Our corporate philosophy

If one thing is important to us as a tea merchant, it is the purity and sustainable cultivation of our teas. We spend a lot of time researching and visiting tea gardens. We also talk a lot to the owners to find the best teas in Asia for you.

Although many of our teas are grown sustainably, they are not certified by the EC Organic. We do have pre-certifications of the National Organic Program (NOP) or USDA certifications for some of our teas. But we also know that in the world of high-quality teas, an organic label does not always show the best quality.

Where is the organic seal with us?

Does the lack of organic certification automatically mean that teas are contaminated with chemicals? Why shouldn’t a tea garden that works without chemicals automatically be certified as an organic farm?

To answer these questions, we must first define the difference between traditional and organic teas. Then we explain why organic certification is not always the best indicator of quality. And show you how we personally ensure that the companies we work with grow responsibly.

What is traditional tea?

At the most basic level, traditional agriculture refers to small-scale farming. Traditional farmers use natural methods of pest control, leave the soil rich through biodiversity and grow their crops with natural fertilisers. This is a type of agriculture that precedes the plantation economy, and a skill that many tea farms in Japan or India have been refining for generations.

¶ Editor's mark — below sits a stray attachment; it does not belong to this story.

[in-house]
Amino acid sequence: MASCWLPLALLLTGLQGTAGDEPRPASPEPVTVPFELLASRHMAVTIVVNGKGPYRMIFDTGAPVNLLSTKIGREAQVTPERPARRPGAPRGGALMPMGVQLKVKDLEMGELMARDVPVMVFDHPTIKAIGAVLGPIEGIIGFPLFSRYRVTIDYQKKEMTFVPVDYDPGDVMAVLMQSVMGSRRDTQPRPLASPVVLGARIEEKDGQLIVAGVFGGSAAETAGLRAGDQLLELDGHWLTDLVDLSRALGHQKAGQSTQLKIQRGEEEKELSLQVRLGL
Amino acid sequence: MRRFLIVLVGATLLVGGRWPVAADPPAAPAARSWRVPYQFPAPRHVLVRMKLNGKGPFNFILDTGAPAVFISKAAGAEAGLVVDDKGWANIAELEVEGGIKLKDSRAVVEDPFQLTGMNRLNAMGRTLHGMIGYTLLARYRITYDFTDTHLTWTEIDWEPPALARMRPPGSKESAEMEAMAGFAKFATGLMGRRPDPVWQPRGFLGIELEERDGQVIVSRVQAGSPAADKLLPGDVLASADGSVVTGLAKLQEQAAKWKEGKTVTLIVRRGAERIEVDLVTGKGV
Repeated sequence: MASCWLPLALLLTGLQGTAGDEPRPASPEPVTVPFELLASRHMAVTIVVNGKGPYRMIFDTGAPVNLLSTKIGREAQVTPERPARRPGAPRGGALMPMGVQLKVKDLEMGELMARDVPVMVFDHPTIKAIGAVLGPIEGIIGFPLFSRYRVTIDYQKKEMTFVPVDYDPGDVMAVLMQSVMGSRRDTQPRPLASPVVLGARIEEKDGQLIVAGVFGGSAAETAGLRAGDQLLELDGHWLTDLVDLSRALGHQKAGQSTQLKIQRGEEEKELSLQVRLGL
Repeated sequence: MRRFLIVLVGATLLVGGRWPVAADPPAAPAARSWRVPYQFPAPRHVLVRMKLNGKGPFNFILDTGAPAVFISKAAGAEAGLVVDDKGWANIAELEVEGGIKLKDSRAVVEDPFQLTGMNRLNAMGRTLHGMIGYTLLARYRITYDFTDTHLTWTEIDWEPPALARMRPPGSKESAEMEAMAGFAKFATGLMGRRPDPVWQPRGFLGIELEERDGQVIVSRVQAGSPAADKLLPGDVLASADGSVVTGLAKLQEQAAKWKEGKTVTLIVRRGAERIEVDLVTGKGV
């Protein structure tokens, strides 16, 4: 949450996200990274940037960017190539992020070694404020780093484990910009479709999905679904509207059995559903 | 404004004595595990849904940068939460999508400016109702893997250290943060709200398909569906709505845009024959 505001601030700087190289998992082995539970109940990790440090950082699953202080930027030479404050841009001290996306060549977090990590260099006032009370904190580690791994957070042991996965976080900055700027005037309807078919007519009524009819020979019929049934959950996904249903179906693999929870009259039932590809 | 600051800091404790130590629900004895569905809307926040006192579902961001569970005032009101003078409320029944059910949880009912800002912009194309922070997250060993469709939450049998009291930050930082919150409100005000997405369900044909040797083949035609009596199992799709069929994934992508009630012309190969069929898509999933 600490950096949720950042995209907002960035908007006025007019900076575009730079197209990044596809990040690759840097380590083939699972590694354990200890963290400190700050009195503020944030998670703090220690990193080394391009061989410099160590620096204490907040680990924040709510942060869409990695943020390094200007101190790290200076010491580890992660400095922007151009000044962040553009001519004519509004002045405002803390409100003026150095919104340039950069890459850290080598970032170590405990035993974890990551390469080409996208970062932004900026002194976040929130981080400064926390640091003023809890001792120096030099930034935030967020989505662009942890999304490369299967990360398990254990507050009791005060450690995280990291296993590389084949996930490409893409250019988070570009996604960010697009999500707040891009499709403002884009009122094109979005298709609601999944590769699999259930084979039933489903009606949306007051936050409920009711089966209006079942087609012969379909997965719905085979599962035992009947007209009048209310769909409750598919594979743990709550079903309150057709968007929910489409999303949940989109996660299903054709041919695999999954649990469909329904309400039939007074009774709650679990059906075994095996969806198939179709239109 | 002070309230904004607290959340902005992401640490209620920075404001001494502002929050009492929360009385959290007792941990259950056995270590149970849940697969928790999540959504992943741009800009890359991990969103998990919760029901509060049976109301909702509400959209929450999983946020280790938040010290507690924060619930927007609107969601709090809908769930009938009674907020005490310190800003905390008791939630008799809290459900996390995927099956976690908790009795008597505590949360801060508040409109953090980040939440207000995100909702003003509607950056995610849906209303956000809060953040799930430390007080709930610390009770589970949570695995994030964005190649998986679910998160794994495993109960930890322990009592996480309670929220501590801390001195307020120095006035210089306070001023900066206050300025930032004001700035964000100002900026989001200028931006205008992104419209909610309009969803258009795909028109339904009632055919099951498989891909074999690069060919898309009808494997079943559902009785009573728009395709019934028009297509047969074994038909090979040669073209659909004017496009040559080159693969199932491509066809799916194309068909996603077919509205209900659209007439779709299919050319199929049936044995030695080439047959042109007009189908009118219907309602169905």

A tea field for tea growing in Asia

Example: Growing Jasmine Tea

In the context of tea cultivation, “traditional” takes on a broader meaning. It describes not only the cultivation methods, but also the most valuable regions for growing a particular teas. For example,while “Jasmine Tea”can be grown anywhere, “Jasmin Dragon Pearls” uses only the highest quality tea from Yunnan. As the historical home of this style, the terroir of this region is inextricably linked to the taste of traditional and high-quality teas. The small area of this region leads to higher prices for these high-quality jasmine teas, while cheaper imitations multiply elsewhere.

A little excursion into Chinese tea production

Under Mao, these traditional growing areas were organized into communities. The concentration on industrialization led to a widespread famine and forced a return to a more historic agriculture. The traditional tea growing area was divided up and given to families who could prove that they had worked on the land. Each family was given a small farm leased by the government, with a term of 99 or 999 years.

Today, the average size of a farm in China is only 1.6 acres (compared to 400 acres in the US). It is difficult for the average farmer to make a profit on such a small piece of land. But if the farm happens to be in one of China’s traditional tea-growing regions, they’re lucky. The country and its tea are famous. It has a reputation for having the right terroir or hosting the best craftsmen. The tea is bought by government officials, given away to diplomats, and perhaps even sent to competitions and connoisseurs around the world. To avoid tradition is to give up all this and the profits that go with it.

In a country where tradition is revered, the tea farmers living here take their role very seriously. They cultivate old methods of growing and producing leaves. You know that a respectful approach to nature is essential for excellent tea qualities. Long-term thinking also plays a role here. If you treat your country well, you will ensure that your children and children can one day live off this piece of land.